Hutchinson's Pictorial History of the War, Series 26, No 4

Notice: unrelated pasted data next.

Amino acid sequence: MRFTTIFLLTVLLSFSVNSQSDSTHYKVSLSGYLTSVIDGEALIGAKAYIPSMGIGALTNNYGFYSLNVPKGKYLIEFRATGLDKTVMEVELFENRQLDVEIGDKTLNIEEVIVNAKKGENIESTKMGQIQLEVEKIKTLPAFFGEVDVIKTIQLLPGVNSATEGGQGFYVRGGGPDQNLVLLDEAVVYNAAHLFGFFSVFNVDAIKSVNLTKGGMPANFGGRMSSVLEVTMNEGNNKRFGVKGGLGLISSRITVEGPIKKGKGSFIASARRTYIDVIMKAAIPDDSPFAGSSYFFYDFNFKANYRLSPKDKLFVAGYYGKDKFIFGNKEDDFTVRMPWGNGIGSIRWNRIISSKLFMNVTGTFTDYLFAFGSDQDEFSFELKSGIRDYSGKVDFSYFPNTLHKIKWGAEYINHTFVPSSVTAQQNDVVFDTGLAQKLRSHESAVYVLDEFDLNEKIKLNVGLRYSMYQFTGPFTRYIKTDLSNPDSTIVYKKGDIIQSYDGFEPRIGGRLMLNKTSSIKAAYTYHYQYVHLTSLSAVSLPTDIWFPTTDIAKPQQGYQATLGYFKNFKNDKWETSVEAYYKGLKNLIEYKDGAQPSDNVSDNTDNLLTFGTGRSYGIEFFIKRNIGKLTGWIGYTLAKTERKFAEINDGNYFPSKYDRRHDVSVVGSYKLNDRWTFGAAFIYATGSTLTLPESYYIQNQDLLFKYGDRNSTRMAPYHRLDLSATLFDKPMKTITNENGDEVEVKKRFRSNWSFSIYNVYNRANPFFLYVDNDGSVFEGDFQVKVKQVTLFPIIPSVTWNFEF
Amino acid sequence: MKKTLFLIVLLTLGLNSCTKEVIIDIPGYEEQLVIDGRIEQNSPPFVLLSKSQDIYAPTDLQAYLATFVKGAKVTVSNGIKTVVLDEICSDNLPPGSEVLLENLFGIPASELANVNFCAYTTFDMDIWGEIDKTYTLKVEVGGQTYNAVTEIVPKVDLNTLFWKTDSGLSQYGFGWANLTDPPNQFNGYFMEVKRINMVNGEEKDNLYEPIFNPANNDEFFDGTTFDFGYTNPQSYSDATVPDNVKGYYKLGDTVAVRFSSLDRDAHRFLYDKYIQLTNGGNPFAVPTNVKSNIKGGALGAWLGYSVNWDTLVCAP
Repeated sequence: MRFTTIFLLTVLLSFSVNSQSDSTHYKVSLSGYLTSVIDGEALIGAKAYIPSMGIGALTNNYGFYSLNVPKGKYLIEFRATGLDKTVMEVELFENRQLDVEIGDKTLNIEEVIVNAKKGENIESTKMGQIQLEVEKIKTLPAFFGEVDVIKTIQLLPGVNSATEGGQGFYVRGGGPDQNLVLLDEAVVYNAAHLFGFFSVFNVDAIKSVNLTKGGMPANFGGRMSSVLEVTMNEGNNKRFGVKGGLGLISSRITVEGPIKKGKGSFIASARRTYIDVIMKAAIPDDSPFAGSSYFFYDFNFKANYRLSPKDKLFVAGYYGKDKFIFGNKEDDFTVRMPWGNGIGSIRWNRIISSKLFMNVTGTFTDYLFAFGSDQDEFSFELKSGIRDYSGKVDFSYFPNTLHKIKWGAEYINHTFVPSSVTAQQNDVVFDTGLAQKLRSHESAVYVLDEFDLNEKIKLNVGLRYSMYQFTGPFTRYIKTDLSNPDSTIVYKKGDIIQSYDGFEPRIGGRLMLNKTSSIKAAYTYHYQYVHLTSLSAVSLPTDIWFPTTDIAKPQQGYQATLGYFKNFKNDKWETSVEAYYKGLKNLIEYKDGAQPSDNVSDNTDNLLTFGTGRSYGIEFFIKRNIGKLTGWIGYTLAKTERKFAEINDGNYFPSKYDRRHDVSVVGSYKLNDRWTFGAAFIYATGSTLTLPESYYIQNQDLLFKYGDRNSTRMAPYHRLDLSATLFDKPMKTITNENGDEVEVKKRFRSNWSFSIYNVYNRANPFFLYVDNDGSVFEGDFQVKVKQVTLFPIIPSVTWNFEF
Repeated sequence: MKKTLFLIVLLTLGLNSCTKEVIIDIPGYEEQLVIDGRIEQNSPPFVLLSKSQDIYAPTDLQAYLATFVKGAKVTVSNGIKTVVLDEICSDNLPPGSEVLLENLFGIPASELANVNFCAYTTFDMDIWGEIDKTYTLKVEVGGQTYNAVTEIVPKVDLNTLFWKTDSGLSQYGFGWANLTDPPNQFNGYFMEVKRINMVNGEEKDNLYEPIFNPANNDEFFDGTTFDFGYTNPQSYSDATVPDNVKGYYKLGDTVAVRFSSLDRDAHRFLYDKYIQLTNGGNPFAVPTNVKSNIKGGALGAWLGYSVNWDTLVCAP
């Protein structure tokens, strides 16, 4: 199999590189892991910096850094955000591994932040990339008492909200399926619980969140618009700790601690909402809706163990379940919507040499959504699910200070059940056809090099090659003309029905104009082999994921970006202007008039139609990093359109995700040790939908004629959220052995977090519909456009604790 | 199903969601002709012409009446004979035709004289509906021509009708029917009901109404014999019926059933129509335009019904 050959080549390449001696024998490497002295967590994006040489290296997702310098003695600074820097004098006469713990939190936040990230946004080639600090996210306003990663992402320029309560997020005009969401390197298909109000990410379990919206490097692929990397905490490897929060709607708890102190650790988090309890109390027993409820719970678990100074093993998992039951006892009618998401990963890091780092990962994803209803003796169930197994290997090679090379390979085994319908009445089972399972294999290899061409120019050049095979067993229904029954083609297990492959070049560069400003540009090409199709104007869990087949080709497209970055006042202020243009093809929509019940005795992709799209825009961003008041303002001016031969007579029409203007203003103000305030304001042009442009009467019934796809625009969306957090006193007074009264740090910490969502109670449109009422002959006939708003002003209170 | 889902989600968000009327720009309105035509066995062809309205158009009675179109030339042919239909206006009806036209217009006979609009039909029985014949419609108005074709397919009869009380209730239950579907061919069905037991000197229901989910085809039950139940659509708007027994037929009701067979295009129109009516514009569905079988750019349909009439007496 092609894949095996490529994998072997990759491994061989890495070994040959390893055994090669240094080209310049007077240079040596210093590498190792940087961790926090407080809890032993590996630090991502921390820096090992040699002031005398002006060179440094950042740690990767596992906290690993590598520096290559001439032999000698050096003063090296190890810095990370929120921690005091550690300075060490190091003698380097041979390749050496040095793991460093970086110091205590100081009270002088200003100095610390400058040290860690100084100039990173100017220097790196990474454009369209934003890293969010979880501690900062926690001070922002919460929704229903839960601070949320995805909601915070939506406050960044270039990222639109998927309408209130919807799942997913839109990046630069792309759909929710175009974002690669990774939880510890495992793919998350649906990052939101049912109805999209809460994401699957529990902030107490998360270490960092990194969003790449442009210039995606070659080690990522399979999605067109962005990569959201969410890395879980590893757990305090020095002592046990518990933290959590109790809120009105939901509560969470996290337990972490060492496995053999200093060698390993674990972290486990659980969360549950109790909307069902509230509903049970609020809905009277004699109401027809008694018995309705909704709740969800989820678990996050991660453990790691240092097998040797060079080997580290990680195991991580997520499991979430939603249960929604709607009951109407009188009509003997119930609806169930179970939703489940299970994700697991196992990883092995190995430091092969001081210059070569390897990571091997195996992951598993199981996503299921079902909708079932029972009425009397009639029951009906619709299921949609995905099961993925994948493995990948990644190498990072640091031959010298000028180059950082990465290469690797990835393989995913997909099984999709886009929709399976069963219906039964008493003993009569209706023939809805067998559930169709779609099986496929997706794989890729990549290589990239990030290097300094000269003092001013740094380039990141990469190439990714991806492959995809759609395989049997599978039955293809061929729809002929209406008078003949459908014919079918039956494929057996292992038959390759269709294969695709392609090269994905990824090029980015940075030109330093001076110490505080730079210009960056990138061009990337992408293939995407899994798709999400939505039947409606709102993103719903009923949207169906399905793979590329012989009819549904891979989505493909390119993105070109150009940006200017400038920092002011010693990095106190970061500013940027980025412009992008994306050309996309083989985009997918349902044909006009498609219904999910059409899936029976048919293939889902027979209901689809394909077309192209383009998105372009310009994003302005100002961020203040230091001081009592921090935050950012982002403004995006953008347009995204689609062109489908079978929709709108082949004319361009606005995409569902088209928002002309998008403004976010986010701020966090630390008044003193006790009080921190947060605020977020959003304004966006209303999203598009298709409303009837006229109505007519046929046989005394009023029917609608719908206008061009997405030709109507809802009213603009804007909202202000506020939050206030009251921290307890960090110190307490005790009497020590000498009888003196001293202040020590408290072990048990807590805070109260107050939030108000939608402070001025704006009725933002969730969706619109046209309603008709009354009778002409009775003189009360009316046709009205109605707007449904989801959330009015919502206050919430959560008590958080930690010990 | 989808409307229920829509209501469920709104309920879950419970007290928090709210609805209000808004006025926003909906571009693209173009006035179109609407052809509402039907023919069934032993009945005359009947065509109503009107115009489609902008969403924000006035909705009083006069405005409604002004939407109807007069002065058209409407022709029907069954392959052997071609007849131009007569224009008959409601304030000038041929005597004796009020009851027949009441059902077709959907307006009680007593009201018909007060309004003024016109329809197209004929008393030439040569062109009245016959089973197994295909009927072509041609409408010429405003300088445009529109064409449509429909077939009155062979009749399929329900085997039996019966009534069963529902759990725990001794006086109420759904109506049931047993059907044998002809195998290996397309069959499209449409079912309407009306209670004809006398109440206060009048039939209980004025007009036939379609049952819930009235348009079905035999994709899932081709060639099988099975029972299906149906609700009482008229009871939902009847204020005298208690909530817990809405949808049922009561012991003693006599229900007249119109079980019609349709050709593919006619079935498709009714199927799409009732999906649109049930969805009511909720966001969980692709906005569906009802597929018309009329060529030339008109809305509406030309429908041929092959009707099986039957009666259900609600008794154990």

ALLIED AIR STRATEGY bv Wing-Commander John Strachey It has all com c together. Total war is turning into total defeat. The armies strike into Germany at a dozen point?— and find a- ruined land. That frantic Nazi resistance which kept thew argo in gall through last winter has had most serious consequences— above all lor Germany. It meant that w e had tc goon bombing and bombing and as the flak and fighter defences weakened the damage grew and grew .So long as the German Army was in the field killing our men and our allies it would have been crim in alto with old a single bomb from Germany wars industries to have done so would have meant condemning thousands o four troops to unnecessary death when they had to breakthrough into Germany. As it is. there have been no long outdrawn Passchen- daeles or battles o f the Somme in the final phases o f this war. The allied armies have flooded out into the German plain with much lower casualties than might have been expected. In a war commentary Major Lewis Hastings paid a splendid tribute from the Army to what the bombers have done to make that possible. What better reward could the aircrew shave than this knowledge that their years o f effort and their own heavy casualties have saved the olives f tens o f thousands o f their countrymen. As our armies enter one German city after another —Cologne— K refeld —Frankfort— M uenster— they find that the damage done b your bombing has been under, not overestimated. A ruined industrial city is an awe­ inspiring sight— a sight which may come as a shock to anyone who has never quite realised the power ol Bomber Comm and and the 8th American Air Force. But before w e begin to pity the inhabitants of the German cities we should think over this point. How strong and how dangerous Hitlers Reich must have been to have withstood such attacks year after year until now. German resistance is only now collapsing yet for 24 months her main industrial centres have been taking this punishment in its intensest form .Besides (he destruction in the German cities— which is what the armies mostly see— is not the only or even the main thing which our bombers have done to Germany. Especially in the last year the cream o four bomber eflort has not gone onto the German industrial centres at all it has gone onto precise targets. Above all onto the enem ys oil factories and his railways. A yous know I have always considered thai the attack on oil was the biggest single thing which the allied bombers were doing. B they 24th o f March— the d a yon which the Allies crossed the Rhine —only one o fall Germany synthetic’s oil plants and refineries was working and that at only a quarter o fits proper output. The experts A BOMB-LOAD FOR A TYPHOON' Typhoon Fighter-Bombers of the 2nd Tactical Air Force carry clusters of anti-personnel bombs to support the army without, causing craters. Here a canister containing 26 twenty-pound bombs being fitted under the wings of a Typhoon. 177
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